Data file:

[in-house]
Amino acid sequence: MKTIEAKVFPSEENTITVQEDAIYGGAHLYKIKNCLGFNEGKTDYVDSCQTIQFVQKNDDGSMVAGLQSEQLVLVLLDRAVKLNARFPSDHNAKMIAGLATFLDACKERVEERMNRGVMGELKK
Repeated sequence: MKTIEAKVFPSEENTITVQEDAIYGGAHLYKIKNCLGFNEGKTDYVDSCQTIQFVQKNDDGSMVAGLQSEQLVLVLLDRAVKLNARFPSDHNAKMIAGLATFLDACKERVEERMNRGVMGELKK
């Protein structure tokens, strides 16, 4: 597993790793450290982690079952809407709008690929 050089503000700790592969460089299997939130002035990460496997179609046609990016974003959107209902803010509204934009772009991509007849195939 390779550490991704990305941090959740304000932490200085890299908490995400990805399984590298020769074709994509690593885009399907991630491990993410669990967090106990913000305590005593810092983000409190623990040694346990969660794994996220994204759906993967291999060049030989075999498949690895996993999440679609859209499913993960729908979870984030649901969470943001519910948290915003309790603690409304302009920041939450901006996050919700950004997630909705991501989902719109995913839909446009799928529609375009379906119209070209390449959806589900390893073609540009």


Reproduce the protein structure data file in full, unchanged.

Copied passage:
[in-house]
Amino acid sequence: MKTIEAKVFPSEENTITVQEDAIYGGAHLYKIKNCLGFNEGKTDYVDSCQTIQFVQKNDDGSMVAGLQSEQLVLVLLDRAVKLNARFPSDHNAKMIAGLATFLDACKERVEERMNRGVMGELKK
Repeated sequence: MKTIEAKVFPSEENTITVQEDAIYGGAHLYKIKNCLGFNEGKTDYVDSCQTIQFVQKNDDGSMVAGLQSEQLVLVLLDRAVKLNARFPSDHNAKMIAGLATFLDACKERVEERMNRGVMGELKK
């Protein structure tokens, strides 16, 4: 597993790793450290982690079952809407709008690929 050089503000700790592969460089299997939130002035990460496997179609046609990016974003959107209902803010509204934009772009991509007849195939 390779550490991704990305941090959740304000932490200085890299908490995400990805399984590298020769074709994509690593885009399907991630491990993410669990967090106990913000305590005593810092983000409190623990040694346990969660794994996220994204759906993967291999060049030989075999498949690895996993999440679609859209499913993960729908979870984030649901969470943001519910948290915003309790603690409304302009920041939450901006996050919700950004997630909705991501989902719109995913839909446009799928529609375009379906119209070209390449959806589900390893073609540009």